Even though I missed my mark with my audience, the experience was enlightening. The best part is the responses got me thinking about rules for writing sex. I've read them before, but they really sink in when you have something personal to relate them to. We all struggle with our sex scenes a bit, so I thought I'd share my thoughts.

Number one on my list: Know your audience. If your readers expect the raging inferno of raunchy sex in exotic locals – that is what you must give them. Dish up a helping of that course to an audience hungry for a sweet shaky first kiss to plant the seed of forever love; you'll spoil their appetite.

Number two isn't very far from number one. Understand what the sex is about. People have sex for all varieties of reasons: Because it feels good. Maybe they are looking for love, starved for a human connection, or they can't help themselves – as in addiction. For some, it's a way to get what they want, distract a lover from their true purpose, ease some emotional pain, or even because they are bored. And once again - it's my favorite - because it feels good. There's a whole host of sexual motivations I haven't touched on, but that isn't my point. You have to understand why your characters are about to lose their laundry. And, refer back to rule one, and decide if your audience can connect with your reason.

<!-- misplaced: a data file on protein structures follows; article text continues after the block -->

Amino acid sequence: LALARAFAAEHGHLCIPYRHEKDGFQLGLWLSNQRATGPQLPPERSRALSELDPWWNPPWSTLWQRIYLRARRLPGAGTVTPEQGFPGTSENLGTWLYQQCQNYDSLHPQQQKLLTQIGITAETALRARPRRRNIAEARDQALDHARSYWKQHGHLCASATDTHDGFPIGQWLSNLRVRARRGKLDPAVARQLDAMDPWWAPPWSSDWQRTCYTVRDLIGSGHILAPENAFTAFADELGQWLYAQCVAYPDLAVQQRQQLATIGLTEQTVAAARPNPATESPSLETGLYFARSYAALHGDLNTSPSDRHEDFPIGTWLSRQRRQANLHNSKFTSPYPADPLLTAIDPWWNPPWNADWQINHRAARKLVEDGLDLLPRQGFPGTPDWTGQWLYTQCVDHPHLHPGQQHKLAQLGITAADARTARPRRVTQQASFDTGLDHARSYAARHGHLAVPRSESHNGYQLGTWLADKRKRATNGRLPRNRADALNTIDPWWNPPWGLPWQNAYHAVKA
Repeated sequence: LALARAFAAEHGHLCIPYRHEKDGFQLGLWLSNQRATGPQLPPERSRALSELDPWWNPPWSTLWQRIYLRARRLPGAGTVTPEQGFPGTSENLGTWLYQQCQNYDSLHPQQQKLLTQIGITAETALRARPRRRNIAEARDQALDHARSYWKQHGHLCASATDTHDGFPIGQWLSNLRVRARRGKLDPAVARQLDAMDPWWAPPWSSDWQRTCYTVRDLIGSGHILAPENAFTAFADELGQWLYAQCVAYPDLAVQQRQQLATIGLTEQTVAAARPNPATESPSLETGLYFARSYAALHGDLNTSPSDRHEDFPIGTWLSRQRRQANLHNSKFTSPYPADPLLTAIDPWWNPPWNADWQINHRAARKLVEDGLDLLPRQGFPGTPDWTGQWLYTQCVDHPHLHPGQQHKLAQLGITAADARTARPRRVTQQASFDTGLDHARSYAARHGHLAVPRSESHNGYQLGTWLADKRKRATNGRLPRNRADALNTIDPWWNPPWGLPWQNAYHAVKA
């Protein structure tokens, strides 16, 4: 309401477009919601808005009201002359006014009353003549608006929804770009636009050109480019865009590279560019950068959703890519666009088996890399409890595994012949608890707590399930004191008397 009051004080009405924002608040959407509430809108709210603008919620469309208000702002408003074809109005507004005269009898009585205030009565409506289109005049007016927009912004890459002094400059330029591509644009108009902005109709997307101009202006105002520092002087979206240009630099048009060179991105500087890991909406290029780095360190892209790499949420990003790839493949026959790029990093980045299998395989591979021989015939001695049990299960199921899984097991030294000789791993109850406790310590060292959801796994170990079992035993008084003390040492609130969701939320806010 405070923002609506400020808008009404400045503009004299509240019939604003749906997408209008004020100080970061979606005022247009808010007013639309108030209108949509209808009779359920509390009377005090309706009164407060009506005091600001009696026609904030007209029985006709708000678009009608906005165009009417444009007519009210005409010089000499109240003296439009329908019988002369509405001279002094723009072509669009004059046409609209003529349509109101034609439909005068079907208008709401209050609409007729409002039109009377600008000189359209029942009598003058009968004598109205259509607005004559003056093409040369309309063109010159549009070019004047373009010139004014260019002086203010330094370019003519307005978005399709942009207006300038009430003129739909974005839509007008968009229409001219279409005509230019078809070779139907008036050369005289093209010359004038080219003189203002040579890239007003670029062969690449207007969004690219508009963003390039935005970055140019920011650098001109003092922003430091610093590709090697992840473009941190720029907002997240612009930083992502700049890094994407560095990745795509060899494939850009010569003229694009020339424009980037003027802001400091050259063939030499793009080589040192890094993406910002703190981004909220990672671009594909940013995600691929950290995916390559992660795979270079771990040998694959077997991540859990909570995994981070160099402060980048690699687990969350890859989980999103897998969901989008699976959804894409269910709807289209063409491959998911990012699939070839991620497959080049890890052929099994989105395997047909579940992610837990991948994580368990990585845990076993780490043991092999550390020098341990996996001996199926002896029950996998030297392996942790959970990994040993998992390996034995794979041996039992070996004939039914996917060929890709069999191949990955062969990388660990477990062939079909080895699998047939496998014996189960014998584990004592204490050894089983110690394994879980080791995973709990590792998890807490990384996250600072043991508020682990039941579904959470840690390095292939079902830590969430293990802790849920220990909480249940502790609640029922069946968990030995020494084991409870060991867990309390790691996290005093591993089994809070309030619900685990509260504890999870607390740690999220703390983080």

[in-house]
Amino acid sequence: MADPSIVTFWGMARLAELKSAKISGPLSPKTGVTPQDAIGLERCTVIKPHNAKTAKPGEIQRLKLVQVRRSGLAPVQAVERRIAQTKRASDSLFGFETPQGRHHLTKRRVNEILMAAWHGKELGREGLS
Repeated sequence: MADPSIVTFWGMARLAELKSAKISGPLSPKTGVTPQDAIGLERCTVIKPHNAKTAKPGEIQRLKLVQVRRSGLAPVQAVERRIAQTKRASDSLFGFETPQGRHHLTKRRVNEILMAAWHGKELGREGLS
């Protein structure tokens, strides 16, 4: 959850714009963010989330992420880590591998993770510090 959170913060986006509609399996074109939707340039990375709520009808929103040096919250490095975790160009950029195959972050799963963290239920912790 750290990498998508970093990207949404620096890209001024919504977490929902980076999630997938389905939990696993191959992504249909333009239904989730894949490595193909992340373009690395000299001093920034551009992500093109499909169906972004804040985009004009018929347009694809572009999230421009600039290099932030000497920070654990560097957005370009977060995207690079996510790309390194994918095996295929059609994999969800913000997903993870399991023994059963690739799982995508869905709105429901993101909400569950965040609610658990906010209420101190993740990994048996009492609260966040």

List item number three: Avoid the ick factor, but don't slip into the so-so everyday boring rut of tameness. Be open-minded, but know when to slam the gate before that train of thought derails. I'm not able to elaborate on this one much. I hope that we'll know it when we see it as writers and critters.